The default budget would not fund the negotiated teachers contract or the $2.9 million in capital investments. Additionally, Seaman said that the current proposal includes $759,000 in savings from the district’s removal of 33 unfilled paraprofessional positions. In the proposed budget, those savings are appropriated to other budgetary needs. But if the proposed budget fails, the default budget still assumes those positions were cut, so the savings from those cut positions would go to the taxpayers instead.
“It’s a prudent idea to think ahead and take care of problems [when you can],” said board member Jason Benware. “But as taxpayers, if you choose not to do that and seek instant gratification this year, the fact is that, for several years down the road these issues will be coming up… If these things have to be done, the wise thing to do would be to do them when we have money available.”
Elementary school reorganization
The district will restructure Claremont’s elementary schools from three overlapping K-5 schools under a bold plan proposed by Tempesta.
At Wednesday’s budget presentation for the 2020-2021 school year, Tempesta walked the Claremont School Board through an innovative reconfiguration of Claremont’s three neighborhood elementary schools: Bluff, Disnard and Maple Avenue. Under the plan, Maple Avenue will house all students in pre-kindergarten, kindergarten and first grade; Disnard will serve all students in second and third grade; and Bluff will serve students in fourth and fifth.
The reorganization of schools to a grade-level system, according to Tempesta, will provide numerous benefits, including: create more stability and control of class sizes from year to year; offer a cohesive, equitable K-5 experience for all students; cultivate students cohorts; and open opportunities for more content-based learning and accelerated or specialized learning programs by pairing teachers to their areas of strength and program needs.
In regard to stability, an ongoing issue under Claremont’s current system is fluctuating class sizes from year to year, according to Tempesta.
“When you replicate the same model in three different schools, sometimes you can have mismatched class sizes,” Tempesta said. “Because of the districting map we’ve been tied to historically, there can be fluctuations in populations that can affect the size of the school, and sometimes the resources inside the school.”
In the current school year, Bluff Elementary has a total of 18 third grade students, while Disnard has 41 and Maple Avenue has 52. Looking at Bluff specifically,the 2019-2020 third-grade cohort is less than the school’s average. For perspective, last year’s third-grade cohort had 26 students, and next year’s group will have 31 students. Those fluctuations often cause schools to shuffle their teachers and staff from one year to the next to accommodate sharp changes in cohort size, and situations with inequitable class sizes between schools. Currently, Bluff has two third-grade classrooms with student sizes of eight apiece, whereas Disnard has two third-grade classrooms with student sizes of 19 and 22.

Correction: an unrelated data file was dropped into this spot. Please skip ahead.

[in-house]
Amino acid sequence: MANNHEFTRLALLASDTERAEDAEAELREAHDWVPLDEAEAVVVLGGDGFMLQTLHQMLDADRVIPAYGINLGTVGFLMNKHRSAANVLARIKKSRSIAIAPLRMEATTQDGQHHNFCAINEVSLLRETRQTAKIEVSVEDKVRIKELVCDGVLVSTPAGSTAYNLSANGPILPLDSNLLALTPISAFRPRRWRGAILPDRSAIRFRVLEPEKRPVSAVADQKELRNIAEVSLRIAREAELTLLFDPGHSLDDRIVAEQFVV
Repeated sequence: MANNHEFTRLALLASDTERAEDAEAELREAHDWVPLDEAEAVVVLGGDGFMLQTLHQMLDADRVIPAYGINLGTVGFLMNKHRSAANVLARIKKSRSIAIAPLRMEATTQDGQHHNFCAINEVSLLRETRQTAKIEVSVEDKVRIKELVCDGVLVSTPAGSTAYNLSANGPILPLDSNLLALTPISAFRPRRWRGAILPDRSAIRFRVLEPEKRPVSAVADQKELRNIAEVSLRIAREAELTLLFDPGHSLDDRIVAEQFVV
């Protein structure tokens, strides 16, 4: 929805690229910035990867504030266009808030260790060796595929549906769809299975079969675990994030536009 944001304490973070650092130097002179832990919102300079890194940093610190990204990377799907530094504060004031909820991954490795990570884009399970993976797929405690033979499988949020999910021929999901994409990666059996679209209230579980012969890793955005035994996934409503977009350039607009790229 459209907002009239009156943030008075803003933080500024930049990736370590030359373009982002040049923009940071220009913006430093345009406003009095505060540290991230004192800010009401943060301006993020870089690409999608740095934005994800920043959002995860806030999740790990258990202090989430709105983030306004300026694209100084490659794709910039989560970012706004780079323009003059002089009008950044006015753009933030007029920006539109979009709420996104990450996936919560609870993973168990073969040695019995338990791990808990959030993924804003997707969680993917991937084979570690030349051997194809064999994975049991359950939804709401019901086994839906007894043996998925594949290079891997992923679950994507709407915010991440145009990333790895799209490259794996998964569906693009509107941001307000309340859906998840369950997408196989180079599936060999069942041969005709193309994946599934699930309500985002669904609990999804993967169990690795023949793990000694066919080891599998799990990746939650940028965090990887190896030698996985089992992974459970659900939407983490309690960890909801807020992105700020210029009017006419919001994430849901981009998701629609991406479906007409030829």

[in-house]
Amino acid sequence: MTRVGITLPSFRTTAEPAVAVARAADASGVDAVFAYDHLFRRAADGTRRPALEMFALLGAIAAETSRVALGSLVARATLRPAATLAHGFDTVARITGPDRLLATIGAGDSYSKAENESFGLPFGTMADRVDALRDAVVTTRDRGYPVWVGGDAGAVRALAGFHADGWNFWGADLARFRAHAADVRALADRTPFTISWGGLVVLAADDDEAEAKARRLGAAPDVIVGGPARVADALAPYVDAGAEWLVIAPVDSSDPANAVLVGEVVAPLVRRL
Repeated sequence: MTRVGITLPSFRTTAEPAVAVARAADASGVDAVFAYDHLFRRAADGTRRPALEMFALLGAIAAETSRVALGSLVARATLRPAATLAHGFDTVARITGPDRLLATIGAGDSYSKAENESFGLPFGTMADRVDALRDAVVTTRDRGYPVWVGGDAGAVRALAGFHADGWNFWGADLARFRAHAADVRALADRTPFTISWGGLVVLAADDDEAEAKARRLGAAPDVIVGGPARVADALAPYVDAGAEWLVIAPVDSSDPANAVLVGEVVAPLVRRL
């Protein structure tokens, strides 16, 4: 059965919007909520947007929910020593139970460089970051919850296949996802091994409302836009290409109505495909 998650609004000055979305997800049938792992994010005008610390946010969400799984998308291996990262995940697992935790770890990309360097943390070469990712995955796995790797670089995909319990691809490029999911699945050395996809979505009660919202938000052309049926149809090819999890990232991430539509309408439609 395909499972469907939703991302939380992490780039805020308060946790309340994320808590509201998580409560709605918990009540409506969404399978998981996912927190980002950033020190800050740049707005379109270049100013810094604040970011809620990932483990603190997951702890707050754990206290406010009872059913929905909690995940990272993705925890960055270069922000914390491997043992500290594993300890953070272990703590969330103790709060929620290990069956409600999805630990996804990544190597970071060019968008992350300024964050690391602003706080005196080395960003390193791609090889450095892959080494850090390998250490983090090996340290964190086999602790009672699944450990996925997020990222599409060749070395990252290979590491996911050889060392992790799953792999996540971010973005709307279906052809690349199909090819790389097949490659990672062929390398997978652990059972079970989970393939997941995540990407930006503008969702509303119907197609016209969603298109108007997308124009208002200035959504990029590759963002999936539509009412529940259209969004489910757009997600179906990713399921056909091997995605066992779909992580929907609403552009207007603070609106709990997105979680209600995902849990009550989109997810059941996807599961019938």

Under the plan, the district pre-K program would move from its current location at Sugar River Valley Career and Technical Center to Maple Avenue. Tempesta said that by moving resources, positions and space, Claremont would be able to provide a universal, all-day pre-K program for at least 60 students.
“Which would greatly increase the literacy of students as they enter the early grades,” Tempesta said.
But, Tempesta also recognized that such a change will also pose challenges.
“I know there are teachers here who have spent their whole careers in one classroom,” Tempesta said. “There is an amazing personal investment that teachers have, and there’s an intrinsic value and attachment not only to what they do, but where they go every day.”
Tempesta said that the district aims to work collaboratively with teachers and staff, and will be highly sensitive to people’s needs during the process.
Claremont School Board Vice-Chair Rebecca Zullo raised the question of transportation and impacts on student pick-ups and drop-offs. Zullo illustrated the possibility where a parent might now have to pick up his or her children from three different elementary schools at the same time.
Tempesta said that transportation is one of several areas the district still has to plan.
The school district announced the plan in a letter to teachers and staff at the three schools on Wednesday. Tempesta told the school board that his administration plans to meet with the faculty and staff beginning Thursday to discuss the plan in more detail.